4. Antoinette Monsio Sayeh, Liberia
The final member of my awesome foursome squad goes to Antoinette Sayeh who served as Liberia’s Minister of Finance between 2006 and 2008. Compared to the other three, she has spent the shortest amount of time as Finance Minister. However, she comes with sharp credentials. She is a graduate of Swarthmore college and holds an MA and PhD in international economic relations from Tufts University’s Fletcher School of Law and Diplomacy. As expected, she has her World Bank stamp with 17 years experience at the bank. She also has IMF credentials, serving as Director of the Africa Department after her time in public service. In my view, her awesomeness has little to do with the Washington credentials (though I highlight them because I find it interesting that the world bank experience seems to be a “requirement” in the position of finance minister). Her awesomeness (and that of the other three) is about passion, service and commitment to reforms in very difficult circumstances. Sayeh was able to get post-conflict Liberia out of huge debt arrears and was able to implement public financial management reforms during a difficult period.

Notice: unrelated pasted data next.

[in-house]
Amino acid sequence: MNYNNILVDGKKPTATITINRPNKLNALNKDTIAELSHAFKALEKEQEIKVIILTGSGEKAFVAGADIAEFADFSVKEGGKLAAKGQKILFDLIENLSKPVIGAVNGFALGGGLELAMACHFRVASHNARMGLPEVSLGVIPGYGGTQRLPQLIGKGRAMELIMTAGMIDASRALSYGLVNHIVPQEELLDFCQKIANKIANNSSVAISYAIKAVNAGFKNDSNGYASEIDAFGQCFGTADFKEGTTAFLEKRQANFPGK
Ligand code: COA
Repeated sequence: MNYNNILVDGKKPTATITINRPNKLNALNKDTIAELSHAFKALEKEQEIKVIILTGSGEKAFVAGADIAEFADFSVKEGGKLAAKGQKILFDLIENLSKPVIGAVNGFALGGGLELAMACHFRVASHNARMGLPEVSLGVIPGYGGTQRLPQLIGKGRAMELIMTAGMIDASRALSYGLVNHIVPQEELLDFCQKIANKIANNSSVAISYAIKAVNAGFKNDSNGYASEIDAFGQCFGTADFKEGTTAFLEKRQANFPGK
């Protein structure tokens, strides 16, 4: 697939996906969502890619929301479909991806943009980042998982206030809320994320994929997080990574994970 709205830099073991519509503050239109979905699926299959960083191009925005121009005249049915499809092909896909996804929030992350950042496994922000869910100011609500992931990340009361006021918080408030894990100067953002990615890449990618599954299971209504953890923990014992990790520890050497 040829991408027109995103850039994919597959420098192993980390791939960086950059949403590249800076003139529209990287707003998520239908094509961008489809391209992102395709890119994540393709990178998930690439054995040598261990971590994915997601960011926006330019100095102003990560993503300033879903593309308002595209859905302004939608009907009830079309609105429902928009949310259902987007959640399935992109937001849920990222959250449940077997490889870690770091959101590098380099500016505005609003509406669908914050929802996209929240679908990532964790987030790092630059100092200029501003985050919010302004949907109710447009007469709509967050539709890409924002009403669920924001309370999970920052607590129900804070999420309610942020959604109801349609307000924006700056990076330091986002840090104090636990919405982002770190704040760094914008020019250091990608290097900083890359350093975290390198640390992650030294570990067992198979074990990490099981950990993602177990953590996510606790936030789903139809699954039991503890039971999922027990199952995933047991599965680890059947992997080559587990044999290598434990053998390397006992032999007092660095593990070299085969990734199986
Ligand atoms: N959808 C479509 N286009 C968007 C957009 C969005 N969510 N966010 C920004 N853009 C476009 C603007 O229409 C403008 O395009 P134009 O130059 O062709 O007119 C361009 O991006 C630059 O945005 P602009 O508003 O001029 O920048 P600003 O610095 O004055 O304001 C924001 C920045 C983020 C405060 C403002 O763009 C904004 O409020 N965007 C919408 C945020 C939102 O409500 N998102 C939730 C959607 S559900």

So there you go. These four exceptional ladies have championed reforms in two post-conflict countries, one large and incredibly complex country and one small island that had no resources. In South Africa, the entire month of August was dubbed women’s month. So, here is to all African women doing their bit for the continent. Upwards and Onwards!
Photo credits: forbes.com, iisd.ca, wikimedia.org, imf.org, wn.com